It’s not often in our daily lives that we get to hear from somebody as accomplished (or knighted!) as Sir Ken Robinson, one of our keynotes at HighEdWeb 2018. In advance of the talk by this internationally recognized authority in creativity and innovation (and TED Conference rockstar) on Wednesday, Oct. 24, we had the opportunity to make him our latest 6(-ish) Questions feature.
1. You write on your website: “Many of our institutions evolved in earlier times to meet different needs than those we face now. Many of them are failing the people they’re meant to serve and the energies of those who work in them.” It’s hard to read that and not think of higher education. How do you think our colleges and universities are performing today?
There was a time, not so long ago, when relatively few people went to college. Now it’s seen as the automatic next step after high school. One of the consequences is that the value of college degrees is declining as more and more people have them. On top of that, the costs of going to college are rising and there’s a mountainous tide of student debt. The result is that colleges and universities need to rethink some of the basic propositions on which they have thrived so far: for example, that college degrees lead to secure professional jobs; that academic programs are inherently superior to vocational programs and that teaching students is the price that academics reluctantly pay for doing research. Some colleges are rising to the challenges of reimagining higher education, for example with far-reaching innovations in cross–disciplinary teaching and collaboration. There is much further to go before higher education as a whole adapts adequately to the turbulent social and economic changes that are swirling around it.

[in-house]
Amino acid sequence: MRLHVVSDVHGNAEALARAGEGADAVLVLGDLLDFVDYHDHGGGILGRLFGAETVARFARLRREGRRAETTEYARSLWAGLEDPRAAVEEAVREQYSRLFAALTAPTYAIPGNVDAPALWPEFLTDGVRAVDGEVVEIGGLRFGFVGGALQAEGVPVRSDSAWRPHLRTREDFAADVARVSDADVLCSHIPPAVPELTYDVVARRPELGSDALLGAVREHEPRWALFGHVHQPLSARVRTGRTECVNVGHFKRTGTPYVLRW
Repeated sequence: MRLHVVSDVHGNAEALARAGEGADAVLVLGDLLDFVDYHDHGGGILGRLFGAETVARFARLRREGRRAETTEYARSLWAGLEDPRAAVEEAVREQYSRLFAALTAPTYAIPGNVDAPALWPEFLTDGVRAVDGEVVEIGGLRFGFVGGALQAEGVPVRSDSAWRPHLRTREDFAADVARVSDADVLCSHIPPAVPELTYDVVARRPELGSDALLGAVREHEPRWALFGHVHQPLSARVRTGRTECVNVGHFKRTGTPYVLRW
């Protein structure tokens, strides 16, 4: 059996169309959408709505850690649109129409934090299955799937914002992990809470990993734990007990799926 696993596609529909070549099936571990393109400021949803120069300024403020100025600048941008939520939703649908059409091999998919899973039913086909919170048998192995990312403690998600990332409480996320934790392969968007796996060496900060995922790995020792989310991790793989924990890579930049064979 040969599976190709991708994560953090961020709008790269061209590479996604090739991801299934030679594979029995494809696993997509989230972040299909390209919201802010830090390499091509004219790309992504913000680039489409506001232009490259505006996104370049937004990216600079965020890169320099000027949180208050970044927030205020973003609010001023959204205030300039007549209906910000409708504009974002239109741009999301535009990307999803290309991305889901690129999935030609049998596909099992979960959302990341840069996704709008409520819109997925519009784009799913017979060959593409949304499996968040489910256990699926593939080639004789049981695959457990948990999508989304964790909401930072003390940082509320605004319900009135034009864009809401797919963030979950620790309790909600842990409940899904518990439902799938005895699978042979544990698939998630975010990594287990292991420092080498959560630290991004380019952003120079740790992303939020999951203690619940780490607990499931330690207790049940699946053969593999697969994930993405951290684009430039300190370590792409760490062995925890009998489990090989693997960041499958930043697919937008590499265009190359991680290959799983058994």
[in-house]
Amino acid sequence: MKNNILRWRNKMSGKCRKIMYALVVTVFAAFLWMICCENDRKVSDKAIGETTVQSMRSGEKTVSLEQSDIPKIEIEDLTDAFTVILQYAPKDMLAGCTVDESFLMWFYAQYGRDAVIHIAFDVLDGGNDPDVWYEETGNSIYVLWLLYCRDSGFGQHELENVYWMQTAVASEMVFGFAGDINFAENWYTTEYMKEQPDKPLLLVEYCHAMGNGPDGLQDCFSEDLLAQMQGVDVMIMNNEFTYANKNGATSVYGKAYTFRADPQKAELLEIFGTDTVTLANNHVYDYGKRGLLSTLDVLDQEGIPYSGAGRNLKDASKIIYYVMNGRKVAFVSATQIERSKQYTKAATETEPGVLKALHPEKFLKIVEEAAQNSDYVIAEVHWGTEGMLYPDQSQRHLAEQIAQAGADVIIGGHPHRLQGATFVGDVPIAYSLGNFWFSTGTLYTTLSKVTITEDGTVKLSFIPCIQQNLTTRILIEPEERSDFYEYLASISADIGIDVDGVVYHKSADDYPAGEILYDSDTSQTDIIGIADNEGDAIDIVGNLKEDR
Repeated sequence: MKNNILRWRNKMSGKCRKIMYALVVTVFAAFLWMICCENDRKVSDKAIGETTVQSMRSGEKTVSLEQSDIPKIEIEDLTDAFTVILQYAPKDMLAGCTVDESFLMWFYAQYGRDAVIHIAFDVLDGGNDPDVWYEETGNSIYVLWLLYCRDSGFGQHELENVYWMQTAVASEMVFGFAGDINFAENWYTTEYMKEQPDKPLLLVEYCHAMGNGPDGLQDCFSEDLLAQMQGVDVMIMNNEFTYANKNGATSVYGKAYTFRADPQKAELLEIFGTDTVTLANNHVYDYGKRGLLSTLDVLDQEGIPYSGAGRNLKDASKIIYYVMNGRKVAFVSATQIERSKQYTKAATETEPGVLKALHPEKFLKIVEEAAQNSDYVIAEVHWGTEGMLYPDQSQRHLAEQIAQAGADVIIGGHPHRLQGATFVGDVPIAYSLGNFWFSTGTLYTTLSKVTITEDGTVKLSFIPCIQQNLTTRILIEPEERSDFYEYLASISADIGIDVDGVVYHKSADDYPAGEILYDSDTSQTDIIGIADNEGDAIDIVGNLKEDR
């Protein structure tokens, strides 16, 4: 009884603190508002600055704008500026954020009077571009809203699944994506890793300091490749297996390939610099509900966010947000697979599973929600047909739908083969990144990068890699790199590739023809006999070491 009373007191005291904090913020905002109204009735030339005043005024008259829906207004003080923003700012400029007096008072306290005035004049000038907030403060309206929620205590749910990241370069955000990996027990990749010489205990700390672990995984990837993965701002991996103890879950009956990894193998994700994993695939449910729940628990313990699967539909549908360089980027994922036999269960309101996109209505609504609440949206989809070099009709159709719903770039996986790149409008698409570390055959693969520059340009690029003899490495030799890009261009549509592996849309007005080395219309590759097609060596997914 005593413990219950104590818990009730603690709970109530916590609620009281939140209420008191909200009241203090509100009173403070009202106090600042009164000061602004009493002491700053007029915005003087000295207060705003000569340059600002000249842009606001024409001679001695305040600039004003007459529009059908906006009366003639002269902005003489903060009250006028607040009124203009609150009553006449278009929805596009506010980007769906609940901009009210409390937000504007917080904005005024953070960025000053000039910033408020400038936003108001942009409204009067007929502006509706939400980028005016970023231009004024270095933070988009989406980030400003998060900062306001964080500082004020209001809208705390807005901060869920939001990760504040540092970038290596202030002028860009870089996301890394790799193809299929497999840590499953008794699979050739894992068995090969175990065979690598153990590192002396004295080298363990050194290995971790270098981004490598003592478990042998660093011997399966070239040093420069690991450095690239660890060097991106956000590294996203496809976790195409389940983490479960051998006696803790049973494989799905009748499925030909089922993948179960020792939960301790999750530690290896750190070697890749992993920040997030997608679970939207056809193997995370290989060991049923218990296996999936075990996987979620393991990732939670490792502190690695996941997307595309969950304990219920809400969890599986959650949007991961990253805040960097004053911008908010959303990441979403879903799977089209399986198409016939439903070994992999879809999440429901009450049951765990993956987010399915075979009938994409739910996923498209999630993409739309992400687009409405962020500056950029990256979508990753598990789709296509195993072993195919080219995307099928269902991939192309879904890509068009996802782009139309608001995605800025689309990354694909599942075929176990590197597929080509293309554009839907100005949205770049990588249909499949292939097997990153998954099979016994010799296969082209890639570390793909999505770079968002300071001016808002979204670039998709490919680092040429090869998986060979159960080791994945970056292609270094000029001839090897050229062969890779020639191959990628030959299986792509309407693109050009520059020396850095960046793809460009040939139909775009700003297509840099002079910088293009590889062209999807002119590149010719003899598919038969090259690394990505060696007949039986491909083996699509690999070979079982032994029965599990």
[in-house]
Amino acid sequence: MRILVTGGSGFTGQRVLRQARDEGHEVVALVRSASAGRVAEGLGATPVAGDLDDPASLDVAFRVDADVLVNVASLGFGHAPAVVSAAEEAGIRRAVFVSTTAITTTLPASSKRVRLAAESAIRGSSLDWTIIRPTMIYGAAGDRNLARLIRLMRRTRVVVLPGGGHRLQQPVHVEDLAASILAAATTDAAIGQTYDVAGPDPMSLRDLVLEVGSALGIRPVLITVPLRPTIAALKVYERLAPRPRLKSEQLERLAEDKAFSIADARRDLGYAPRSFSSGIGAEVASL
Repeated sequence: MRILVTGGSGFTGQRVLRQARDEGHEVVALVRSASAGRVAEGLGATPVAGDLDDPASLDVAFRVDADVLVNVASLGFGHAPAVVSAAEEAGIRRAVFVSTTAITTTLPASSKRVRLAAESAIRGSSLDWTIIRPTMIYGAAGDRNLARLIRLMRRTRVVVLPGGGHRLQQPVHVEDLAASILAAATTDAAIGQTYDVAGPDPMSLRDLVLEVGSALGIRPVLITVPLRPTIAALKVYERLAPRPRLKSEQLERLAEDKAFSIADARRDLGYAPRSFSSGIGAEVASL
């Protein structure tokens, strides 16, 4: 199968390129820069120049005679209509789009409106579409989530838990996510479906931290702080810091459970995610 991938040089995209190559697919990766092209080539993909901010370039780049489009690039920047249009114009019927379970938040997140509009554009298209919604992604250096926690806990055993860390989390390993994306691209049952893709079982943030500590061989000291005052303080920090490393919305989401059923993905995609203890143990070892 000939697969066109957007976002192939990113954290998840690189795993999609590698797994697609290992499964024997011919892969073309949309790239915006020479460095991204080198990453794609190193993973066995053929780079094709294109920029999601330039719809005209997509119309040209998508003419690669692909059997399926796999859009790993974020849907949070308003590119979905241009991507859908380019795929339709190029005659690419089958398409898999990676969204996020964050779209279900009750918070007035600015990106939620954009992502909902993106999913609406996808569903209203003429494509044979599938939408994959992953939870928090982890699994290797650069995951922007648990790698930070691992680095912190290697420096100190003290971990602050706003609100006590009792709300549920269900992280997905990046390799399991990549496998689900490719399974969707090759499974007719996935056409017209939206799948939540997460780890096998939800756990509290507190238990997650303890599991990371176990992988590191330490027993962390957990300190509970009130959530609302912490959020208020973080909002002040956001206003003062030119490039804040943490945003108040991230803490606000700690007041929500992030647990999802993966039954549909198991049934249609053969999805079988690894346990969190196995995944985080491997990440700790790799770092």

2. You’ve discussed the idea that K-12 schools aren’t addressing the concept of play enough. Does higher education have to address play in a better fashion?
Play is not a trivial pursuit. For growing children especially, “real play” fulfills vital roles in their social, physical, cognitive and emotional development. By “real play,” I mean rough and tumble, undirected play in which children make up and play games together and explore imaginative worlds of their own devising for the inherent pleasure of it. The evidence is that in recent years, children engage much less than previous generations in this sort of play. There are various reasons. One is the spread of digital culture and video games; another is the pressure of homework testing and standardization in education. The net result is a “play deficit,” which affects more and more children and young people. Some of the intense pressures on K-12 students are to do with current entrance requirements for college and the need to “make the grade” through narrow tests of academic ability. As higher education evolves, it’s essential to look again at these selection procedures and how disastrously they hamper the rounded education of children in elementary and high schools, including their vital need for play, pleasure and fun.